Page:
Thursday, 14 June 2012

I'm Hungry - World On A Stick, Please

More than most, I think we here are very well qualified as observers of those who demand their own way above all others. You know, those for whom tolerance and respect for the general outside world is an alien concept.

No, for some, unicorns gambolling in the garden and a magic-laden mermaid in the bath is the very least that life should offer them. They're special, see.

Here's one from Texas, giving a bad review of a guy running a mobile food business because he didn't fall on his knees and worship her gluten-free diet.
Me: Do you have anything gluten free?
Chef: I don't do gluten free. (This is when I should have left....but no...)
Me: I see you have sandwiches but could you make something without bread?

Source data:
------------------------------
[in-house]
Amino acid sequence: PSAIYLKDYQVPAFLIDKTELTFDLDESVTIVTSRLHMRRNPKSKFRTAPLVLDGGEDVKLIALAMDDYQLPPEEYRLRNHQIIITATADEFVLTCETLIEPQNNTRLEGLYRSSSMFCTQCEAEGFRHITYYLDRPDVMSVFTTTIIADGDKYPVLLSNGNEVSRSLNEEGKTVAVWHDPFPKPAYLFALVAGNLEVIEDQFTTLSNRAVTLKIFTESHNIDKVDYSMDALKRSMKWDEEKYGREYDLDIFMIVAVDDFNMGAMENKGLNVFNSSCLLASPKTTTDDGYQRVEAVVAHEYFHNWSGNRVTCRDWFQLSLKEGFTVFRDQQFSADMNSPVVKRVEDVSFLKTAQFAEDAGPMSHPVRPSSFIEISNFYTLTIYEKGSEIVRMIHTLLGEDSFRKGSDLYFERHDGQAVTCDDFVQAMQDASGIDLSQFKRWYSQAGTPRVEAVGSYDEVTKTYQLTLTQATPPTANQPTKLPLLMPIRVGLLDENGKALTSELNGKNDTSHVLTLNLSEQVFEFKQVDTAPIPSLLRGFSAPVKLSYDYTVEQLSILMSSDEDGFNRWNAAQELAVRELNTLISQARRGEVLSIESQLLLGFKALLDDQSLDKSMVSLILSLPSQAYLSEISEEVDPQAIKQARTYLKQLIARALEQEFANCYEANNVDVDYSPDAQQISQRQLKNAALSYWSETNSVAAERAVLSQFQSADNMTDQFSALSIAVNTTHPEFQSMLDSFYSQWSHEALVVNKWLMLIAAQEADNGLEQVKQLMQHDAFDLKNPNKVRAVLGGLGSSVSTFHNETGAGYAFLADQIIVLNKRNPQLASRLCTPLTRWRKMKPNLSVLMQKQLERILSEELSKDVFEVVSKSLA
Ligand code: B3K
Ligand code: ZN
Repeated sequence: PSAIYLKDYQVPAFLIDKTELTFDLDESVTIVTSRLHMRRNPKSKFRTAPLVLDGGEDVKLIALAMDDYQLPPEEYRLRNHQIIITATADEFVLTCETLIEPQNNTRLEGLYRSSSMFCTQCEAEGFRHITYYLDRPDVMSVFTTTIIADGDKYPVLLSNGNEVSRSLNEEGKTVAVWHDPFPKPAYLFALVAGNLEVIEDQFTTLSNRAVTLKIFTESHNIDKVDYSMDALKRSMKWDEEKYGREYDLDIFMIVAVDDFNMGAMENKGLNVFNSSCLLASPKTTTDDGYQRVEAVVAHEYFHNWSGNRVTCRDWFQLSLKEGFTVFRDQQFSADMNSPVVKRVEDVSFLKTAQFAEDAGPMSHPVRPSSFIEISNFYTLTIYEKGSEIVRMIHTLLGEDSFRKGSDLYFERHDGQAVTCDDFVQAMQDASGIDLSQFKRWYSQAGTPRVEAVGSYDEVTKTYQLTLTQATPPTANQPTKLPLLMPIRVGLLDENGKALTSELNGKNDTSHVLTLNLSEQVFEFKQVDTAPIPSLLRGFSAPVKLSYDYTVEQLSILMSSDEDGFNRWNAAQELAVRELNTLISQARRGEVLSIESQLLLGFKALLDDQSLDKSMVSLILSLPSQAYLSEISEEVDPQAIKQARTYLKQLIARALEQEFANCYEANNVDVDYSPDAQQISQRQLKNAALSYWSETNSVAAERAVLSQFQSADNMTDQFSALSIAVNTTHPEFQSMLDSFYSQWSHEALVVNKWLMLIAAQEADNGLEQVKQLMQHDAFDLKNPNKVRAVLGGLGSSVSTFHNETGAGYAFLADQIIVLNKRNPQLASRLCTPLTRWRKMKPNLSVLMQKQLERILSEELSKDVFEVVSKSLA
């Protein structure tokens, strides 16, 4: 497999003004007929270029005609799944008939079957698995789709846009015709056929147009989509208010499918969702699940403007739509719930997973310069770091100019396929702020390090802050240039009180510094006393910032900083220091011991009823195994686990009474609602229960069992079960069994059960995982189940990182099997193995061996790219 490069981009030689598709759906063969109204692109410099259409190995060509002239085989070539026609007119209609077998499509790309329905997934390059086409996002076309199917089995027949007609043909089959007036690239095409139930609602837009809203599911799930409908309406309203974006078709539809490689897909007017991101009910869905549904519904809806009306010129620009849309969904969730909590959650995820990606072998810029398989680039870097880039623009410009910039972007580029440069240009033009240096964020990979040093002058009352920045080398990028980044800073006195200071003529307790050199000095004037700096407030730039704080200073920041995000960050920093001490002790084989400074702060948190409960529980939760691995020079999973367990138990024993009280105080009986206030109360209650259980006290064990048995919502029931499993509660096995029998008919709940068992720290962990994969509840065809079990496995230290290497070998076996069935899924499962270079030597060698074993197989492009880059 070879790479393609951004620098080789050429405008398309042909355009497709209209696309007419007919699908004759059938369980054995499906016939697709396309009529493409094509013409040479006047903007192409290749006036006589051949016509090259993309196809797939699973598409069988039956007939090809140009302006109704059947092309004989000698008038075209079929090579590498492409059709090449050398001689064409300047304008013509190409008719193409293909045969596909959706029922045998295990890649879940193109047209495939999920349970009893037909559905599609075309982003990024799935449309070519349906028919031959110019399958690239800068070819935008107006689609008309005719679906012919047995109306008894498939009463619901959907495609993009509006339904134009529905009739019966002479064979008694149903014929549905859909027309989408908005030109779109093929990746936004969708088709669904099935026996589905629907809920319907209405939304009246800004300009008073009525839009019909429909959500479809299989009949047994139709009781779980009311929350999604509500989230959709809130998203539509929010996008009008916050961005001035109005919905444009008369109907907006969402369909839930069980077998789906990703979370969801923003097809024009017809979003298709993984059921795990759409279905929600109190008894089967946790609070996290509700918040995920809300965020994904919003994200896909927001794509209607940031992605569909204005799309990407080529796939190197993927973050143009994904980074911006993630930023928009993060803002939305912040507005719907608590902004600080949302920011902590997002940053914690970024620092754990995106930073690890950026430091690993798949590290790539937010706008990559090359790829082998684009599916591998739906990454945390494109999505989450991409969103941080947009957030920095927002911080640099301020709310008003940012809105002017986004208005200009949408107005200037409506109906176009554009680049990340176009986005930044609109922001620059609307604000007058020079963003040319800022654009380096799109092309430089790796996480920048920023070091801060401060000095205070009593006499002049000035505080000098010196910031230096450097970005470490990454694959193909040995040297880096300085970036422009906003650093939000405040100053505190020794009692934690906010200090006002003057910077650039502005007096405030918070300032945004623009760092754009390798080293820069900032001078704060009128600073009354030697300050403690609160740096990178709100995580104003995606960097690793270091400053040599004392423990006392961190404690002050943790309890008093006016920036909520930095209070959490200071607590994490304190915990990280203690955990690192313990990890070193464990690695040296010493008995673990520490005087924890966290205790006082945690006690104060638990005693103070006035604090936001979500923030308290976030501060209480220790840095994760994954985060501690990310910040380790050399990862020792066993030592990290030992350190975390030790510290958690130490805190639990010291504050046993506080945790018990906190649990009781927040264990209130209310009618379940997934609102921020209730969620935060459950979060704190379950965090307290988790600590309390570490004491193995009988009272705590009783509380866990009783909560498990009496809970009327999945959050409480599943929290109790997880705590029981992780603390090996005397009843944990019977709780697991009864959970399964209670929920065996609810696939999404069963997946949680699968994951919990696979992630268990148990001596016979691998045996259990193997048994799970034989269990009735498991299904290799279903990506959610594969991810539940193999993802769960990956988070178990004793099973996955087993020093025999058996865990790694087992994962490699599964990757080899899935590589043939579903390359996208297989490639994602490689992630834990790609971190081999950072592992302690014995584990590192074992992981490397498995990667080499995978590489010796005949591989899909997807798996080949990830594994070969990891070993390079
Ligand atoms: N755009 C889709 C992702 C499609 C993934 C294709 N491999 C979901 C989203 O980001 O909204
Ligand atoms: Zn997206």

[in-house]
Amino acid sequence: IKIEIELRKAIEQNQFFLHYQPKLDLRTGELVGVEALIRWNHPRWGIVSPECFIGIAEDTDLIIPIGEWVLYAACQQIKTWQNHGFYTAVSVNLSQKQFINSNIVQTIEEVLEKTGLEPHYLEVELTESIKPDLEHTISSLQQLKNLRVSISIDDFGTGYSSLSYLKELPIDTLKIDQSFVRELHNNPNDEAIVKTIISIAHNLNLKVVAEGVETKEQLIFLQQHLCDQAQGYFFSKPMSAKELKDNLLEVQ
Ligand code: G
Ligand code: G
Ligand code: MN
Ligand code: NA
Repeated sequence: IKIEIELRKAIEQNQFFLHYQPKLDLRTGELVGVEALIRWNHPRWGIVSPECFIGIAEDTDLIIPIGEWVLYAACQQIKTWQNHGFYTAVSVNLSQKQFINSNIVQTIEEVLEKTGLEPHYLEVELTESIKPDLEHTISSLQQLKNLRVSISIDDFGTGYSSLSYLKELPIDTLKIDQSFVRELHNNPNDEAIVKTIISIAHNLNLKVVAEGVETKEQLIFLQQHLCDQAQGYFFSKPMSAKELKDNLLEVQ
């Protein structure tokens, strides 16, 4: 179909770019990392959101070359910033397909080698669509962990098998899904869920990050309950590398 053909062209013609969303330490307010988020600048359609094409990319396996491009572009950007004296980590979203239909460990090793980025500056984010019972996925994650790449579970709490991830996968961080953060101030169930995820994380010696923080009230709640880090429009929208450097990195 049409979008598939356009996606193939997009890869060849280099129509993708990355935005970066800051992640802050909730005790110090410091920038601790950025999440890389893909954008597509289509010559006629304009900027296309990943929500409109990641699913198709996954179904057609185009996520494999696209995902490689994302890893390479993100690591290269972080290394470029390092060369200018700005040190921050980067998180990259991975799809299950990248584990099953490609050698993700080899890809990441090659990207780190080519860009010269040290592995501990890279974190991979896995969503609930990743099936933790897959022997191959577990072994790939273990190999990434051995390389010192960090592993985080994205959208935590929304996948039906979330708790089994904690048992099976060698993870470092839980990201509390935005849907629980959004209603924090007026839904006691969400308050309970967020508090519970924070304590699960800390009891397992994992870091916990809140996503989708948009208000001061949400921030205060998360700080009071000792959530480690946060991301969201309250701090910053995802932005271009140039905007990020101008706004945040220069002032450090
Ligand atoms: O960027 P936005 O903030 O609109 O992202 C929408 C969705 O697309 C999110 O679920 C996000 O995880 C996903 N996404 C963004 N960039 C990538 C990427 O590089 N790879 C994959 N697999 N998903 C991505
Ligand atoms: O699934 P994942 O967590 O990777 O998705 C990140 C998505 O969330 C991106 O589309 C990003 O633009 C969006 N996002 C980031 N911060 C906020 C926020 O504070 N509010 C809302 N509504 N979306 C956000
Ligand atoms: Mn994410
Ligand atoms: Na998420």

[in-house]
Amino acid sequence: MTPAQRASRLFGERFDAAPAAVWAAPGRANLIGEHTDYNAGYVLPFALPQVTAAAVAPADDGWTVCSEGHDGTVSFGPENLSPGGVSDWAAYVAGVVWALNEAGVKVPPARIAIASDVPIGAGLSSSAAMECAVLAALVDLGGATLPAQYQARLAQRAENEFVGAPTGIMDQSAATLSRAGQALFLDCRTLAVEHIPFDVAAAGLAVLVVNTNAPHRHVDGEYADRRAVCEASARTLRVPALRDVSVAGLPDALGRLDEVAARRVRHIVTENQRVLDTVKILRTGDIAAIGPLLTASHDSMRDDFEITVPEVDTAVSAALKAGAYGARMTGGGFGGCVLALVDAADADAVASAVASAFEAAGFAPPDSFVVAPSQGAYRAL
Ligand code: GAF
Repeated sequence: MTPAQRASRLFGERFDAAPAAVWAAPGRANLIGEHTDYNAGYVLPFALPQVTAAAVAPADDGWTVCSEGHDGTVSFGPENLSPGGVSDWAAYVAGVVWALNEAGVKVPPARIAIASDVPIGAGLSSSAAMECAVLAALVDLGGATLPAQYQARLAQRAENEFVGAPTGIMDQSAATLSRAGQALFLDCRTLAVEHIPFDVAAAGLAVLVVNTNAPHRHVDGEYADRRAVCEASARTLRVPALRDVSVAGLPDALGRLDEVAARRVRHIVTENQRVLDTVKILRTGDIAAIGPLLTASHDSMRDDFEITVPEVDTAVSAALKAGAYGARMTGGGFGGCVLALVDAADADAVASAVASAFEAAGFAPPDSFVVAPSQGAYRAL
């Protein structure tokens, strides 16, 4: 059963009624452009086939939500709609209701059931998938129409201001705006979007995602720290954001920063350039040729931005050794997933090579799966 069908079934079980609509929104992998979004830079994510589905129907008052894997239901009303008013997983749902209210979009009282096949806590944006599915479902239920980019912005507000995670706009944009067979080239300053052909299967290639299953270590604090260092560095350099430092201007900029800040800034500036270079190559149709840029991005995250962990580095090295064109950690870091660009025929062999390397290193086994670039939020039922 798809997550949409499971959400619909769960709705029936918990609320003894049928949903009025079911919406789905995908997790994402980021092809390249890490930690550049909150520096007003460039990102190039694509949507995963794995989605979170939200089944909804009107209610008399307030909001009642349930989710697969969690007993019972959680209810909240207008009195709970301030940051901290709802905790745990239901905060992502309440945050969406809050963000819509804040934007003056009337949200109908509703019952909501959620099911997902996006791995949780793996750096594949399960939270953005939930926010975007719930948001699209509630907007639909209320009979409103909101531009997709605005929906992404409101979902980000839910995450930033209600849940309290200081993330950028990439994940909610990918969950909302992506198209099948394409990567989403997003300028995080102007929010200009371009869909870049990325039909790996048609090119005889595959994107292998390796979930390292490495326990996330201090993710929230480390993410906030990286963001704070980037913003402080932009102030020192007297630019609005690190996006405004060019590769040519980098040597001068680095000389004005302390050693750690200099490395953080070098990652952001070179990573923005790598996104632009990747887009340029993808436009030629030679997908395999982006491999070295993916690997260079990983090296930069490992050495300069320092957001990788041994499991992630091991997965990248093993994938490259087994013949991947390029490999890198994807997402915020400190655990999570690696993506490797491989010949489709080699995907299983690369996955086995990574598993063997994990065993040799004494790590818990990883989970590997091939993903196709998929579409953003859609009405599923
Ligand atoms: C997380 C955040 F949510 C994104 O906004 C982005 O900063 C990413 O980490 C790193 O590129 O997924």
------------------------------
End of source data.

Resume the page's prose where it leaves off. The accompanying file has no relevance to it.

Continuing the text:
Chef: I wouldn't know how to do gluten free.
Me: Gluten free is basically no wheat although several other flours have gluten. (Thinking I'm giving him some useful information, but seriously, don't all chefs know what gluten is?)
Chef: I can throw a piece of turkey on a plate.
Me: ----
Chef: (laughing)'s your gluten free pointing to something on top of his trailer.
Me: Gluten is a health concern and many people cannot eat it yet you make fun of it....(turning to leave)
Chef: blahblahblah
His response is as delicious as anything he may serve at his establishment. Selected highlights below.
Your Honor, I'd like permission to treat this witness as a "hostile witness".

Defense will concede that you did make two very salient points: